Hi there. I’m Sue Purdy, and I blog over at A Purdy Little House. I’m so excited to be here as a contributor and to show you this cool new Spring project I completed.
We all love Joanna Gaines’ “chippy Fixer Upper vintage farmhouse” style, of course. While I don’t typically use this style of decor in my own home, I can appreciate it’s unique beauty. However, whenever Easter and Spring rolls around, I find myself oddly attracted to all things farmhouse and vintage. That being said, I went online looking for an affordable vintage toolbox to use as a centerpiece. There was literally zero, zip, nada available. So………………… I decided to make my own.
We had some 1 ft. x 8 ft. pieces of wood left over from our recent closet reno, so I decided to use that for my toolbox (awesome, since it cost a total of $0.00). I had the husband cut the pieces to size. For this part, we used a circular saw.
Next comes the tricky part: I used a reciprocating saw to cut the “ends” of the toolbox into the shape I wanted . To make sure it was uniform, I folded a piece of cardboard in half, traced my shape and then cut it out. Then I traced it on to the wood ends, and the reciprocating saw was used to cut out the shape.
Here are my finished pieces. This project can be customized to any size you like, and that’s why I love it so much. My toolbox is 26 inches long, and 6 inches high. The ends are higher obviously to account for the handle. So far, the cost is still $0.00, as this wood was just sitting in my garage, but it you were going to a hardware store, this would all cost under $10.00, and they would likely cut the wood for you too.
To add my handle, I laid one end on to of the other and drilled a hole near the top. A special drill bit is required for this step, but most drill bit sets come with several sizes of these.
For the handle, I used an old broken broomstick, and fit the stick into the holes using the persuasion of a mallet. It’s an extremely tight fit, which is perfect.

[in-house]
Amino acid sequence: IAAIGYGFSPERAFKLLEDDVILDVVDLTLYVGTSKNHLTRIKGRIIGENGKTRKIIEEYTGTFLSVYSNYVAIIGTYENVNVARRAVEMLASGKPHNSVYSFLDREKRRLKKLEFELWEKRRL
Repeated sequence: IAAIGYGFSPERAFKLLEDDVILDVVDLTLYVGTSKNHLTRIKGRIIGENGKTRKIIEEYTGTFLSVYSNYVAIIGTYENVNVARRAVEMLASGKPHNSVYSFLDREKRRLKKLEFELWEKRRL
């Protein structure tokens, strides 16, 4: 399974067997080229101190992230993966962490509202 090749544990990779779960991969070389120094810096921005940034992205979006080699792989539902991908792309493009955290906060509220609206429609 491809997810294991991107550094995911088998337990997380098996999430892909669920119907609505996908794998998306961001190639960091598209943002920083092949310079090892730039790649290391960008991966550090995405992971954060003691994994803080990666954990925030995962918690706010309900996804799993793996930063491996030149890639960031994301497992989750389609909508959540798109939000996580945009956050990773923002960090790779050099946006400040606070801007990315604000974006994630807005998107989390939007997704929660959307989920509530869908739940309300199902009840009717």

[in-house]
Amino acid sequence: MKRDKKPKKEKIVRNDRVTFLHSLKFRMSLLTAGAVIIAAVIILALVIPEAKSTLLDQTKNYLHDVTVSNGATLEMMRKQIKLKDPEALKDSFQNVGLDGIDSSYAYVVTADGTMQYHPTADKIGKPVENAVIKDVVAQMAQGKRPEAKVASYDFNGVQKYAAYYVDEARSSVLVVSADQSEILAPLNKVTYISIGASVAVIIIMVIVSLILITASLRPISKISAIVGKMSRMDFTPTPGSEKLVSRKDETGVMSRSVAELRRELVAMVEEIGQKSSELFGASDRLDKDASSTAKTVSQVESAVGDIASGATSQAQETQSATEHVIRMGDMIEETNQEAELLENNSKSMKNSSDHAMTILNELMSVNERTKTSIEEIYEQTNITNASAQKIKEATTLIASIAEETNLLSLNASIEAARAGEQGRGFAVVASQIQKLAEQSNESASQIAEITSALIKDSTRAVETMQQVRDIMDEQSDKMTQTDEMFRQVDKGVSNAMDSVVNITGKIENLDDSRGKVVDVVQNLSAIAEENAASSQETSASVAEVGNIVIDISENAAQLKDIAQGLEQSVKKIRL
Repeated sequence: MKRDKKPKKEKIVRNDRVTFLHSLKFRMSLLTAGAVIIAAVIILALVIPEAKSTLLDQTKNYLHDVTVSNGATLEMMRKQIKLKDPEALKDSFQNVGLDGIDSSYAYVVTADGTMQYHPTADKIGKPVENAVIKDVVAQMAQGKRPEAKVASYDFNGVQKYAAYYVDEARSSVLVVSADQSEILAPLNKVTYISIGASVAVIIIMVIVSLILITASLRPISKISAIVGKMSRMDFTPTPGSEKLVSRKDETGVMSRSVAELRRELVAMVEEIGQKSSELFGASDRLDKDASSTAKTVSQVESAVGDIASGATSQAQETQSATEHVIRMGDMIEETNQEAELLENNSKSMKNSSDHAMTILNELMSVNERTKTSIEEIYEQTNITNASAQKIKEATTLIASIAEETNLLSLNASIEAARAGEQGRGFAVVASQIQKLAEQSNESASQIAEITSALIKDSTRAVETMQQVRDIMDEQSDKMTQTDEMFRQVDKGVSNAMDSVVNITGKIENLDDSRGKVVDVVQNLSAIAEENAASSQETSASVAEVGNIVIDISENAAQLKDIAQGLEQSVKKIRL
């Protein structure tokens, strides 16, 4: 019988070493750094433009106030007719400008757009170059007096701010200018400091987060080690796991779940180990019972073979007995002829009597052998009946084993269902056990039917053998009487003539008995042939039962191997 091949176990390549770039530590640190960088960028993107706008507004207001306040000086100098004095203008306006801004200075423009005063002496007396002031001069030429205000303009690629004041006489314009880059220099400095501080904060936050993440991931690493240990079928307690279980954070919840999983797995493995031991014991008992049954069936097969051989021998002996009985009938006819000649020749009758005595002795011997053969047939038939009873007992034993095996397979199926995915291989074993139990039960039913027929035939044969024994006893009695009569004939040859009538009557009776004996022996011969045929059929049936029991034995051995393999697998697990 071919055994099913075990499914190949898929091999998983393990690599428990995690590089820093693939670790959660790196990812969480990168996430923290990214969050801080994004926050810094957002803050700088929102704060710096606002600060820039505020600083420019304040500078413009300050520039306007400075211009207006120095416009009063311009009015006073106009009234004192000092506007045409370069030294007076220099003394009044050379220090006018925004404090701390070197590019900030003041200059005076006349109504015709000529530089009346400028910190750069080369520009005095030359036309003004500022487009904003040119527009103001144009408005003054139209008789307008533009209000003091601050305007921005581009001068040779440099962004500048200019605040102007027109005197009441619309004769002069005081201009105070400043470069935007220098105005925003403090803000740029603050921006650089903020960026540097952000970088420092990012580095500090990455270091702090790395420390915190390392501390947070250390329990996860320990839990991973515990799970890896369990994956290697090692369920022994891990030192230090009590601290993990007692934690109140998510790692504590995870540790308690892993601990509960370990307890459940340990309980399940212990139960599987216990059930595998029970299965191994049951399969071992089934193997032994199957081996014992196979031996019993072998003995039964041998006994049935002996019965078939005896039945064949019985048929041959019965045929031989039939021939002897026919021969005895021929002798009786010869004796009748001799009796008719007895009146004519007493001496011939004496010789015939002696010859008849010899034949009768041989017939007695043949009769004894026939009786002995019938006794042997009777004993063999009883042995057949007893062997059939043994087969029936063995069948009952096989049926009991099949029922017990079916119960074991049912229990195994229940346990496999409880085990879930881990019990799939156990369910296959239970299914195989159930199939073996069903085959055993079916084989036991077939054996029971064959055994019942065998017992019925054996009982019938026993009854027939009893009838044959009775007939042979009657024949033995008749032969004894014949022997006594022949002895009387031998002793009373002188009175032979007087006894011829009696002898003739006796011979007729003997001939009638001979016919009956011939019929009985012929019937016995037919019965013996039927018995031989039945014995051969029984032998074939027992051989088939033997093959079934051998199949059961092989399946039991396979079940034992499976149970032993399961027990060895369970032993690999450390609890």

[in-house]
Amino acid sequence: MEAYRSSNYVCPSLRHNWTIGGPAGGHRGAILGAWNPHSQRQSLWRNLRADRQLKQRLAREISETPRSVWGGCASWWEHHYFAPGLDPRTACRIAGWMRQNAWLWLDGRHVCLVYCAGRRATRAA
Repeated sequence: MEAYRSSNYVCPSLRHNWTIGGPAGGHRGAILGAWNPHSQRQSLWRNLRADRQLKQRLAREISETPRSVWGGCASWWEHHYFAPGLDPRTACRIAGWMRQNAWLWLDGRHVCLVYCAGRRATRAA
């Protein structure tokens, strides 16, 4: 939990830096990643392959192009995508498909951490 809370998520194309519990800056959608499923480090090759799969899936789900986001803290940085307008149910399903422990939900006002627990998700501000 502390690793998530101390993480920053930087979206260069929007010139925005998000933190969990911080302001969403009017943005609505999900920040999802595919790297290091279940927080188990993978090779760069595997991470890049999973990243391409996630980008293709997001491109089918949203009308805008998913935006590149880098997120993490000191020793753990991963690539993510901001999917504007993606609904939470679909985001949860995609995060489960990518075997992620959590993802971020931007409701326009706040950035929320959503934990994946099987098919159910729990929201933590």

To secure the sides and ends, I used wood glue and a nailgun. Here is a picture of the completed toolbox ready for paint/stain. At this point, I could have chosen to just stain it, but I decided to try my hand at making wood look old. I used a light grey chalk paint for my first step. No affiliate links here, this is just the stuff I used.
Next, I used a cloth to rub on a dark decorative glaze. I had this glaze lying around from a prior project, but I never used it. This glaze is FAST, as in, you don’t want to leave it sitting on the piece for very long. I wiped it down fairly quickly after applying it (5-10 seconds), and the end result was a weathered aged effect. I’m certain that any type of decorative glaze would work in this case, and usually runs about $10-15.
For a final touch, I decided to add some lettering to the side of my toolbox, so that it would work well for Easter decor. The other side of the toolbox is blank, so if I want to display it somewhere, and don’t want the words to show, I can simply turn it around.
P.S. Don’t laugh at my pitiful attempt at drawing eggs…. I’m honestly the WORST artist on the planet. Lol.
After a good sanding, the words looks faded and weathered.
Since it’s going to be used as a Spring / Easter Centerpiece, I added some tulips, faux succulents and some moss to make it Springy.
I added some felt pads to the bottom to prevent any scratches to the table. Lol…. Kind of funny since my table has been pretty much wrecked by the squatters living in this house (aka My kids).
Next project: Painting my dining room table 😉 If only I could decide on what colour….
I’m totally in love with how this project turned out, and it can even be used year round for display on your dining room table, or a buffet. For Easter, I’ll probably add some eggs and my moss covered bunnies to the toolbox as well. Happy Spring Everyone!!! See you next month 🙂